In his memorandum opposing summary judgment, Bennett claims that during his incarceration at the Holding Center, he requested on numerous occasions that his jaw be reconstructed. (Docket # 43). He further notes that upon his release from the Holding Center, he was transferred to Riverview Correctional Facility, where he was advised by a physician that the plates in his jaw were infected. Bennett was thereafter transferred to Groveland Correctional Facility, and while he was incarcerated there, oral surgery was preformed on June 17, 2004, "to get the plates out and also to close the hole on [his] face that constantly leaked pus and blood." (Docket # 43 at p. 2). According to Bennett, these facts demonstrate that the Erie County Holding Center was deliberately indifferent to his medical needs; as a result of that indifference, especially, the failure to schedule necessary follow-up appointments, his chin is "offset" and may require additional surgery. (Docket # 43 at p. 3).
I. Motion for Summary Judgment
The Medical Department moves for summary judgment, seeking the dismissal of Bennett's claim in its entirety. (Docket # 34). According to the Medical Department, judgment in its favor is warranted on two independent grounds. First, it argues that it is not a legal entity subject to suit, and thus is not a proper party to this case. Second, the Medical Department contends that Bennett has failed to adequately allege a claim for deliberately indifferent medical care. (Docket # 37).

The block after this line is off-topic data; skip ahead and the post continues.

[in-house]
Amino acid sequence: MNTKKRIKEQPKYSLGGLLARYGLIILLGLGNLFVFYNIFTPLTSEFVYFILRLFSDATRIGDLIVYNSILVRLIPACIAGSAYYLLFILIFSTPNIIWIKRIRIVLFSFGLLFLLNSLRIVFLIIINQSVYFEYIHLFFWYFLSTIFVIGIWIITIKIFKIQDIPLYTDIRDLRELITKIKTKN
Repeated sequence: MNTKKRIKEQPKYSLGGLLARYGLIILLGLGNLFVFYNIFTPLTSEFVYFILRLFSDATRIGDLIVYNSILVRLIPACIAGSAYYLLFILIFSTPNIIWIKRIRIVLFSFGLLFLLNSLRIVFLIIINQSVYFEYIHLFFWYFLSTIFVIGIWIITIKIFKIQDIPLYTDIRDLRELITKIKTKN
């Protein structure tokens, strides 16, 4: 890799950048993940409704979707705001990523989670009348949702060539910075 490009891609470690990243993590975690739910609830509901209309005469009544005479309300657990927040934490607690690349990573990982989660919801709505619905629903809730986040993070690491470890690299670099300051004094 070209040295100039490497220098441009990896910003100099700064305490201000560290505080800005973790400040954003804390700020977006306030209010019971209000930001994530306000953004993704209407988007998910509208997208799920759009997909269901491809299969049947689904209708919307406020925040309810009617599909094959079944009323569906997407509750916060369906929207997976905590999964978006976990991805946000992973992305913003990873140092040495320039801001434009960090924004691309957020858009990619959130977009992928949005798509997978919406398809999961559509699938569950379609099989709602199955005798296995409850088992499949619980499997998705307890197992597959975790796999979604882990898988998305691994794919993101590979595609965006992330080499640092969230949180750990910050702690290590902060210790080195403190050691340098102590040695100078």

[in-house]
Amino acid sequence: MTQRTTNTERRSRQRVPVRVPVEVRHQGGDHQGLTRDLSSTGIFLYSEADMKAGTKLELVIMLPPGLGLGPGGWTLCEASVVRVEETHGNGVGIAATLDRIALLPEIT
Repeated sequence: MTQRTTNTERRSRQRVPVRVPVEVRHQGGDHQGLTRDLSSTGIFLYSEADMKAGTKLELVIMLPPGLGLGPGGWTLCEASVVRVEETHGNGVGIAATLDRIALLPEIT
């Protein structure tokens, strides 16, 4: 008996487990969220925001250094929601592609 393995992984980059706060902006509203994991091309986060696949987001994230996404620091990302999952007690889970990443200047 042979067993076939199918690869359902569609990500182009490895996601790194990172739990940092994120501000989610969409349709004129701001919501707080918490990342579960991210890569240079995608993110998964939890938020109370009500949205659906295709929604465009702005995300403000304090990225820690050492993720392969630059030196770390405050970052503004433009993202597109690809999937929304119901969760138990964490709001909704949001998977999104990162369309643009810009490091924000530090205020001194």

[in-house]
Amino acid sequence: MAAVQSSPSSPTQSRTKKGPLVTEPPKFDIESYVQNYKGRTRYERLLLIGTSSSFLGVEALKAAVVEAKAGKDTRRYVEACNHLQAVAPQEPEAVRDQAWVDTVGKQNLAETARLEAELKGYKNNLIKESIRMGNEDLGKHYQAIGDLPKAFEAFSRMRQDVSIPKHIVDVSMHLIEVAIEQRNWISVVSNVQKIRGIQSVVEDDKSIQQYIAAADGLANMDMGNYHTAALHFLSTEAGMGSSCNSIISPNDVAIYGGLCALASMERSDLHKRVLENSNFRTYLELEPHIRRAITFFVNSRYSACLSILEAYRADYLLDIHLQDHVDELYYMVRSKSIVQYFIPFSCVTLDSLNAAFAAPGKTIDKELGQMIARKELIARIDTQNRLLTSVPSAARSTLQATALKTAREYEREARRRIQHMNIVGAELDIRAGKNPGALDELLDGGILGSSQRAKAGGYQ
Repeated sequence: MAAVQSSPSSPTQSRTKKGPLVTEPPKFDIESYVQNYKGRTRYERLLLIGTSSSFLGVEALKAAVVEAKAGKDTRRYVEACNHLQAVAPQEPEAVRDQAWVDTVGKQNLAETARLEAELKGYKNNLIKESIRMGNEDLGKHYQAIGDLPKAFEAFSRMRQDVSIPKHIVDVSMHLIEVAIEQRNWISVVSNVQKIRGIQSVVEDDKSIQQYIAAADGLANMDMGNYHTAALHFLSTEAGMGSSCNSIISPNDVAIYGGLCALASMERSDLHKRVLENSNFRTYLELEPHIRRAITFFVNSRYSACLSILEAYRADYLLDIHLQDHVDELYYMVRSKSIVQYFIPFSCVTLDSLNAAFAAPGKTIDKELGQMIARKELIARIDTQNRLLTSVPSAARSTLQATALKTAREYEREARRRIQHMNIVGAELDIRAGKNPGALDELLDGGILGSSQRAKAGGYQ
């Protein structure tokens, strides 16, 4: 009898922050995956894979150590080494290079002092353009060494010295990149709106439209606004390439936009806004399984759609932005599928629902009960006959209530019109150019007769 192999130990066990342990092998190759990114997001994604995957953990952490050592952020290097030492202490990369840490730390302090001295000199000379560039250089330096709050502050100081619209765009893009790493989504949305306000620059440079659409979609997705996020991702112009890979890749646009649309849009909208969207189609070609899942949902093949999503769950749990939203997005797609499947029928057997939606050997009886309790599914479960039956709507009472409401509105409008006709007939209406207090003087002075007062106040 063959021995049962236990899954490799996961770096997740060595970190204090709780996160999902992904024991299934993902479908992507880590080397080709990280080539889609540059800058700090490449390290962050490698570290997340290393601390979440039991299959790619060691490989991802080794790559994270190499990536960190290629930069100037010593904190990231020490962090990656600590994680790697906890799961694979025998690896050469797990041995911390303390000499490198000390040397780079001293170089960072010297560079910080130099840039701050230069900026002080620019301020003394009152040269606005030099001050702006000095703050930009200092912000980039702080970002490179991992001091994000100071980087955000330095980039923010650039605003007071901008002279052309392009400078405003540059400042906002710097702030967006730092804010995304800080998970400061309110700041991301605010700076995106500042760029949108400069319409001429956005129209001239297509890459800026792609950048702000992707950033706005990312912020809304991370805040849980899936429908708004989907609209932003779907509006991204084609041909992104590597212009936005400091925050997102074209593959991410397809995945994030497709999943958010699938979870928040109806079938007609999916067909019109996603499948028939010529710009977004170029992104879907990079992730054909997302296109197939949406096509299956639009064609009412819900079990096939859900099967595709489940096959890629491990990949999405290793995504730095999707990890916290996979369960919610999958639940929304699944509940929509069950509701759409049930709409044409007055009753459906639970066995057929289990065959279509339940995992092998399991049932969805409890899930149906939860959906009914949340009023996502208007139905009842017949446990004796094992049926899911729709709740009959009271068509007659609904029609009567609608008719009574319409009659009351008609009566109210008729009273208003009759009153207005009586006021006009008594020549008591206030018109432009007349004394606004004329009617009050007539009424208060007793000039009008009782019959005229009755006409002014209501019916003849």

A. Standard for Summary Judgment
Summary judgment is appropriate "if the pleadings, depositions, answers to interrogatories, and admissions on file, together with the affidavits, if any, show that there is no genuine issue as to any material fact and that the moving party is entitled to judgment as a matter of law." Fed. R. Civ. P. 56(c). In reaching this determination, the court must assess whether there exist any disputed material facts and, in so doing, must resolve all ambiguities and draw all reasonable inferences against the moving party. Anderson v. Liberty Lobby, Inc., 477 U.S. 242, 248-49 (1986); Coach Leatherware Co., Inc. v. AnnTaylor, Inc., 933 F.2d 162, 166-67 (2d Cir. 1991).
A fact is material only if it has some effect on the outcome of the suit. Anderson v. Liberty Lobby, Inc., 477 U.S. at 248; Catanzaro v. Weiden, 140 F.3d 91, 93 (2d Cir. 1998). A dispute regarding a material fact is genuine "if the evidence is such that a reasonable jury could return a verdict for the nonmoving party." Anderson, 477 U.S. at 248; see also Bryant v. Maffucci, 923 F.2d 979, 982 (2d Cir.), cert. denied, 502 U.S. 849 (1991).